Removal of the vascular vegetation (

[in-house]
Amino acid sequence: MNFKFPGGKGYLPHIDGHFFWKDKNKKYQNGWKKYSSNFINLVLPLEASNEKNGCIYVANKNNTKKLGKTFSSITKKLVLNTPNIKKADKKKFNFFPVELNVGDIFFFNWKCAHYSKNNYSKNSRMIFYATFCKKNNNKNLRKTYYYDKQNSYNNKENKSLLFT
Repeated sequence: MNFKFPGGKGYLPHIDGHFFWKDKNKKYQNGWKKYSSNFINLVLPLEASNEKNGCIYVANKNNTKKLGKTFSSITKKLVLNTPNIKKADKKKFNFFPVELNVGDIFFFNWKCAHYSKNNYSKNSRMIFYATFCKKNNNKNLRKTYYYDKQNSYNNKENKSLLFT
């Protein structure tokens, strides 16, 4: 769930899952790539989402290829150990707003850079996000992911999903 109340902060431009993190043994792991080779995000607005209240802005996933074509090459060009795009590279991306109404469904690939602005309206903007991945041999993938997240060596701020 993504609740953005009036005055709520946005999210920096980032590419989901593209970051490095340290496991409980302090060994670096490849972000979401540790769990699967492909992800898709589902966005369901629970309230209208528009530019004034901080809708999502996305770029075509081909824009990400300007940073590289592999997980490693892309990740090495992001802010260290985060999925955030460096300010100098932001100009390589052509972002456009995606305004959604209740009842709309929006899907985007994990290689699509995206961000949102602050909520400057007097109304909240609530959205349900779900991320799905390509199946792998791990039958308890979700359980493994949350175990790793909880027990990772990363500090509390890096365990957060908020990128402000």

Eriophorum vaginatum) at two sites in a Swedish boreal peatland decreased the seasonal CH4 flux by 55 to 85%, while the daily CH4 flux at a Canadian boreal peatland with Carex rostrataremoved decreased by over 30%. Dissolved CH4 pore water concentrations in the rooting zone were 1.2 to 2.5 times greater than the storage at similar sites where vegetation was removed by clipping, suggesting that the removal of vascular vegetation decreased CH4 production. Moreover, nighttime CH4 flux enhancement was coincident with the diurnal peak in dissolved CH4 pore water concentration. A positive correlation between mean daily net ecosystem production and mean daily CH4 flux (r2 = 0.655, n = 8) at lawn sites with sedge vegetation suggests that sites with greater CO2 fixation had a higher CH4 flux, likely through enhanced methanogenesis and transport. The degree of vascular vegetation CH4 flux enhancement, however, changed throughout the growing season and was correlated to the position of the water table. Under low water table conditions the presence of vascular plant cover has a lesser effect in enhancing CH4 emissions, indicating that CH4 and net ecosystem exchange coupling is limited to vascular plants and only to sites that remain wet with the water table near the surface.